Can I travel to Cuba?
Thanks to the new amendments to the OFAC Cuba travel regulations, today more
Americans can travel to Cuba with a host or with a license.
Let us help you plan your legal trip to Cuba.
Cuba Travel Guidelines
New Cuba travel guidelines from OFAC were published as directed by the Obama
Administration. Some of the revised Cuba travel guidelines topics are:
- General Licenses
- Specific Licenses
- How to Apply for a Specific License
- Arranging Authorized Travel to Cuba
- Authorized Travel-Related Transactions; U.S. Interests Section
- Guidelines by Category of Travel Activity
- Family Visits
- Official Government Travel
- Journalistic Activities
- Professional Research and Professional Meetings
- Educational Activities
- Religious Activities
- Public Performances, Clinics, Workshops, Athletic and Other Competitions, and Exhibitions
- Support for the Cuban People
- Humanitarian Projects
Summary of reasons that qualify Americans who can travel to Cuba:
- "People to People" Associations/Organizations
- Cuban Americans
- Academic Institutions
- Religious Organizations
- Educators, Undergraduate/Graduate Students
- Government Officials
- Professional Research/Meetings/Conferences
- Telecommunications Companies
- Agricultural or Medical Companies
- Visits to Non-Cuban National Relatives
- Public Performances, Athletic/Non-athletic Competitions, Exhibitions
- Clinics and Workshops
Cuban American Travel to Cuba
Cuba Travel Services provided this summary of who can travel to Cuba:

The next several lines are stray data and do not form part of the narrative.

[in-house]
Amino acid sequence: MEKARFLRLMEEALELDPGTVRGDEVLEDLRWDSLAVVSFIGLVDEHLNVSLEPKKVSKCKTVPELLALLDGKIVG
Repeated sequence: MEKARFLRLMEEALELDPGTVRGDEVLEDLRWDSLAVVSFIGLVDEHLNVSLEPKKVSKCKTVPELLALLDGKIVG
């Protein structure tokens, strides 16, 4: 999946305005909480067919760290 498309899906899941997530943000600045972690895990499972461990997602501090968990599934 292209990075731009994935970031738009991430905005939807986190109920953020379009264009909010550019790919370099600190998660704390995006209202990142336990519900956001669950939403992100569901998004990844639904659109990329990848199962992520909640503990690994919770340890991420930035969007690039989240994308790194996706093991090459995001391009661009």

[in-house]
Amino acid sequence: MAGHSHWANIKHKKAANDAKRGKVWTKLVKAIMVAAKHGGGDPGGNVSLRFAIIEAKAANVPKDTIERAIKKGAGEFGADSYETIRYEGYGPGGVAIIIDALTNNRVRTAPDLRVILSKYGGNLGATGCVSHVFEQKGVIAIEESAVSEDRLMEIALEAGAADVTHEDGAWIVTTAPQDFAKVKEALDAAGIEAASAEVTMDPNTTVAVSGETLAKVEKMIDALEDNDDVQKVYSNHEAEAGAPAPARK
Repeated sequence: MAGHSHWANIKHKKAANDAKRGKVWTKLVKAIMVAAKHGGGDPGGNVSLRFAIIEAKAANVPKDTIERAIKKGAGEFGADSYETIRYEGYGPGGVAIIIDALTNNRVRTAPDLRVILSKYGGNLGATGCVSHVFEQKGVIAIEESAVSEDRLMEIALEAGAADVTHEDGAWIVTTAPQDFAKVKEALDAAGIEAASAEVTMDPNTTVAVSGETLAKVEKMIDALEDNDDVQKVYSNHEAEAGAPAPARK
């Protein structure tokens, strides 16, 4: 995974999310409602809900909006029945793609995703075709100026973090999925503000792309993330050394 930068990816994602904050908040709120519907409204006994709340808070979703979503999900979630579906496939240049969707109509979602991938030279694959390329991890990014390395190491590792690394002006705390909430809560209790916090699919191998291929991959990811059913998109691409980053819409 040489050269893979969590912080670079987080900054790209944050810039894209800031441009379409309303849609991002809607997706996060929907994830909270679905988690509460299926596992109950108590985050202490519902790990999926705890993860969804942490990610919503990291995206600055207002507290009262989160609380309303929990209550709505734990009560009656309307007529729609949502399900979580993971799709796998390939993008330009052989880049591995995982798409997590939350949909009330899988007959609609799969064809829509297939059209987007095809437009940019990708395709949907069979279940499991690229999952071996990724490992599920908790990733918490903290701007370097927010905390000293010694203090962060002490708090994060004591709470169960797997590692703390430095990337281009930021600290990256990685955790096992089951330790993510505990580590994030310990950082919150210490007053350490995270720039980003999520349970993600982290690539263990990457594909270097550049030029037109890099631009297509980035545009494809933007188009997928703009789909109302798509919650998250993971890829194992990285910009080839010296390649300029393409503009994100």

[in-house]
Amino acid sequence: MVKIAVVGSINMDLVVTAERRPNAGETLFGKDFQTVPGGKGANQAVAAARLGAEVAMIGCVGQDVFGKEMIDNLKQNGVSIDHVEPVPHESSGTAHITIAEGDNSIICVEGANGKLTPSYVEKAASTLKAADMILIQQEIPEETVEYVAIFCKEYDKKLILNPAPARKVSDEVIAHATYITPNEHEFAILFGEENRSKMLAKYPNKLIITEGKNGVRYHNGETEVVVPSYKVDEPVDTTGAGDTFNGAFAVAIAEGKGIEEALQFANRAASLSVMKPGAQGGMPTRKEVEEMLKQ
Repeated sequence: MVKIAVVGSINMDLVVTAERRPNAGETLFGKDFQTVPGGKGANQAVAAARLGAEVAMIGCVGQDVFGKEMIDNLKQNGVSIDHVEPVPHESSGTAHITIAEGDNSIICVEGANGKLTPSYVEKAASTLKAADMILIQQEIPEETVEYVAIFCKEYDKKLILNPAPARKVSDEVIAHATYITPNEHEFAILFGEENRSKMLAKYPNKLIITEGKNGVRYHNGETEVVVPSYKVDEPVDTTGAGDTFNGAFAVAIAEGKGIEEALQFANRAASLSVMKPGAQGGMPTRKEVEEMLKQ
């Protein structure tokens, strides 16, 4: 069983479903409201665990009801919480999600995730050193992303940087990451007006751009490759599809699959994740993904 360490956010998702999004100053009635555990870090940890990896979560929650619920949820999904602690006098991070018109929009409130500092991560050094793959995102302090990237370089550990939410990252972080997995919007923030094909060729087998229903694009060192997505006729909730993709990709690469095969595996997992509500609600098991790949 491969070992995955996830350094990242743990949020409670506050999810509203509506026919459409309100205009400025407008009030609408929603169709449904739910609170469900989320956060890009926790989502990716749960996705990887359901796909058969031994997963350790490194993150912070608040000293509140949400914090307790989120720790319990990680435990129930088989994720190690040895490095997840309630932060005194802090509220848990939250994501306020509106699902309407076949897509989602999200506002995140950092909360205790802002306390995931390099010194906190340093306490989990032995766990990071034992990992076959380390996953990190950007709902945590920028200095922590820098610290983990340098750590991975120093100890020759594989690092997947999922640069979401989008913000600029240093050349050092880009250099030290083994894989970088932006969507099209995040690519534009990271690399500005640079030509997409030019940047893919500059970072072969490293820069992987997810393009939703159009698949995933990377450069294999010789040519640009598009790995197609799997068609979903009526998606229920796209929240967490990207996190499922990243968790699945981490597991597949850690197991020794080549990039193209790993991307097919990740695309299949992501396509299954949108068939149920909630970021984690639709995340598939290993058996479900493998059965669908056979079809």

All Cuban born travelers are entitled to hold a Cuban passport if they wish so and comply with Cuban Immigration
regulations (meaning they left Cuba legally).
Whether naturalized US citizens or legal US residents (green card holders), all Cuban born travelers require a
Cuban document (Cuban passport with "habilitación" or PE-visa) to travel to the island.
If they are naturalized US citizens, left Cuba legally before 1970, and do not wish to have a Cuban passport,
they can travel with their US passport and a special visa called PE-11. This visa is valid for only one trip in a
period of 90 days from the date of issue.
To process such PE-11 visa, travelers are required to provide a legible photocopy of US passport, one (1) recent
passport size photo, proof of departure from Cuba before December 1970 (any document will do) and a consular form
filled out and signed. There is a fee for this service and it will take about four weeks.
If they left Cuba legally after 1970, whether naturalized US citizens or legal US residents (green card
holders), it's mandatory that they hold a valid and updated Cuban passport with the "habilitación" (Cuban permanent
To renew an expired Cuban passport, travelers are required to provide the expired Cuban passport, two (2) recent
passport size photos and the attached consular form filled out and signed. Cost: $400 and processing time takes
about 8-10 weeks. If they also require "habilitación", processing time can take up to 3 months or more.
To issue a Cuban passport for the first time with "habilitación", travelers are required to provide an original
birth certificate, two (2) recent passport size photos and the consular form filled out and signed. There is a cost
for this service and processing time takes up to 3 months. CubaCityHall.com offers a Cuban document retrieval service can assist with the acquisition of Cuban birth
In all cases, as per current OFAC regulations, Cuban American travelers are required to have close relatives in
Cuba to travel under the general license for family visit. Qualifying individuals are those related to a national
of Cuba by links of blood, marriage, or adoption who is no more than three generations removed from that person or
from a common ancestor with that person.
We should all be thankful to the tireless work to ease Cuba travel and trade restrictions from
these fine organizations
Mavis Anderson at the Latin America Working Group
John McAuliff from the Fund for Reconciliation and Development